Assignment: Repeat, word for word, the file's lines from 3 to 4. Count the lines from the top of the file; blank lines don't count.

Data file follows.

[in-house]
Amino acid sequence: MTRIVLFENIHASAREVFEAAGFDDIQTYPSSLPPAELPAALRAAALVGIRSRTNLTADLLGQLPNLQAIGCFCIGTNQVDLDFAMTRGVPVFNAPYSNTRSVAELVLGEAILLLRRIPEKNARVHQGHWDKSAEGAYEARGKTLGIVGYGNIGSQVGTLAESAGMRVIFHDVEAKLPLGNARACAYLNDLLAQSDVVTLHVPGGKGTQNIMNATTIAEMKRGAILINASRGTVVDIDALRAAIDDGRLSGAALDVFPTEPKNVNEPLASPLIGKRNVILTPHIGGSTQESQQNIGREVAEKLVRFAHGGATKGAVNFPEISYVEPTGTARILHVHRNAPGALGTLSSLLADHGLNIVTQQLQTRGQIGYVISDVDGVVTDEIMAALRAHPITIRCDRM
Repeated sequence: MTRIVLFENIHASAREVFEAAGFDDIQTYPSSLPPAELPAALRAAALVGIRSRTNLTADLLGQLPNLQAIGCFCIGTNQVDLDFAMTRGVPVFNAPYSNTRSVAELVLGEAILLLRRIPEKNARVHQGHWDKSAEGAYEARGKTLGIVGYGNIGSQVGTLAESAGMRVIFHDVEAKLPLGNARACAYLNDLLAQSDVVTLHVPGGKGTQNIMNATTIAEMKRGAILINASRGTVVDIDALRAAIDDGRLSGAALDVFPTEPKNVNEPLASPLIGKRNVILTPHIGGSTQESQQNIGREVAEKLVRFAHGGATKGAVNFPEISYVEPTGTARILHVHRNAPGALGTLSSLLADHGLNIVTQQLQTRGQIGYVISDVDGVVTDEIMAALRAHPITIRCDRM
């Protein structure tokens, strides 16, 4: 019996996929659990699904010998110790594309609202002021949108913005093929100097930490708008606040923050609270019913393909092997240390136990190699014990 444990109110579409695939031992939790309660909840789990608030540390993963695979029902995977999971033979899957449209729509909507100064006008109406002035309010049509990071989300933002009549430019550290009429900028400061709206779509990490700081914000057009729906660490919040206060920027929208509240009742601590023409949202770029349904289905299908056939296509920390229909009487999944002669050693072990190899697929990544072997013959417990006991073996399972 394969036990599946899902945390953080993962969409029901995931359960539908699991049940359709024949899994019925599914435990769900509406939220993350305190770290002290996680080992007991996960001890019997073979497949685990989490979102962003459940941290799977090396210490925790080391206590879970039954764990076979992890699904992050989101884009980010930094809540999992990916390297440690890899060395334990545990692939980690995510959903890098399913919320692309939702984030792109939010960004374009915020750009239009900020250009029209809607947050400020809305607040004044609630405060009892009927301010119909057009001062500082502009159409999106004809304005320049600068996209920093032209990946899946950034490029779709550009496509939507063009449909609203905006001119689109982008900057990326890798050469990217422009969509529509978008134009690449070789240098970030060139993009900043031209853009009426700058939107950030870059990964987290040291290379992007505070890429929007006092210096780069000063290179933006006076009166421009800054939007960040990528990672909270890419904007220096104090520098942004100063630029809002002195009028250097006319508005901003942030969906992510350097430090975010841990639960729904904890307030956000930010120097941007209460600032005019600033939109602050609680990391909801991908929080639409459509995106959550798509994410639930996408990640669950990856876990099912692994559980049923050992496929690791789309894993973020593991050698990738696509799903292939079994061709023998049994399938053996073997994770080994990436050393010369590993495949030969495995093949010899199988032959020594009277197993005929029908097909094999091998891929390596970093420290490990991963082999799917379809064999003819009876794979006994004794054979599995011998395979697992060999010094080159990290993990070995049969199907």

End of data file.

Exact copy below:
Repeated sequence: MTRIVLFENIHASAREVFEAAGFDDIQTYPSSLPPAELPAALRAAALVGIRSRTNLTADLLGQLPNLQAIGCFCIGTNQVDLDFAMTRGVPVFNAPYSNTRSVAELVLGEAILLLRRIPEKNARVHQGHWDKSAEGAYEARGKTLGIVGYGNIGSQVGTLAESAGMRVIFHDVEAKLPLGNARACAYLNDLLAQSDVVTLHVPGGKGTQNIMNATTIAEMKRGAILINASRGTVVDIDALRAAIDDGRLSGAALDVFPTEPKNVNEPLASPLIGKRNVILTPHIGGSTQESQQNIGREVAEKLVRFAHGGATKGAVNFPEISYVEPTGTARILHVHRNAPGALGTLSSLLADHGLNIVTQQLQTRGQIGYVISDVDGVVTDEIMAALRAHPITIRCDRM
């Protein structure tokens, strides 16, 4: 019996996929659990699904010998110790594309609202002021949108913005093929100097930490708008606040923050609270019913393909092997240390136990190699014990 444990109110579409695939031992939790309660909840789990608030540390993963695979029902995977999971033979899957449209729509909507100064006008109406002035309010049509990071989300933002009549430019550290009429900028400061709206779509990490700081914000057009729906660490919040206060920027929208509240009742601590023409949202770029349904289905299908056939296509920390229909009487999944002669050693072990190899697929990544072997013959417990006991073996399972 394969036990599946899902945390953080993962969409029901995931359960539908699991049940359709024949899994019925599914435990769900509406939220993350305190770290002290996680080992007991996960001890019997073979497949685990989490979102962003459940941290799977090396210490925790080391206590879970039954764990076979992890699904992050989101884009980010930094809540999992990916390297440690890899060395334990545990692939980690995510959903890098399913919320692309939702984030792109939010960004374009915020750009239009900020250009029209809607947050400020809305607040004044609630405060009892009927301010119909057009001062500082502009159409999106004809304005320049600068996209920093032209990946899946950034490029779709550009496509939507063009449909609203905006001119689109982008900057990326890798050469990217422009969509529509978008134009690449070789240098970030060139993009900043031209853009009426700058939107950030870059990964987290040291290379992007505070890429929007006092210096780069000063290179933006006076009166421009800054939007960040990528990672909270890419904007220096104090520098942004100063630029809002002195009028250097006319508005901003942030969906992510350097430090975010841990639960729904904890307030956000930010120097941007209460600032005019600033939109602050609680990391909801991908929080639409459509995106959550798509994410639930996408990640669950990856876990099912692994559980049923050992496929690791789309894993973020593991050698990738696509799903292939079994061709023998049994399938053996073997994770080994990436050393010369590993495949030969495995093949010899199988032959020594009277197993005929029908097909094999091998891929390596970093420290490990991963082999799917379809064999003819009876794979006994004794054979599995011998395979697992060999010094080159990290993990070995049969199907």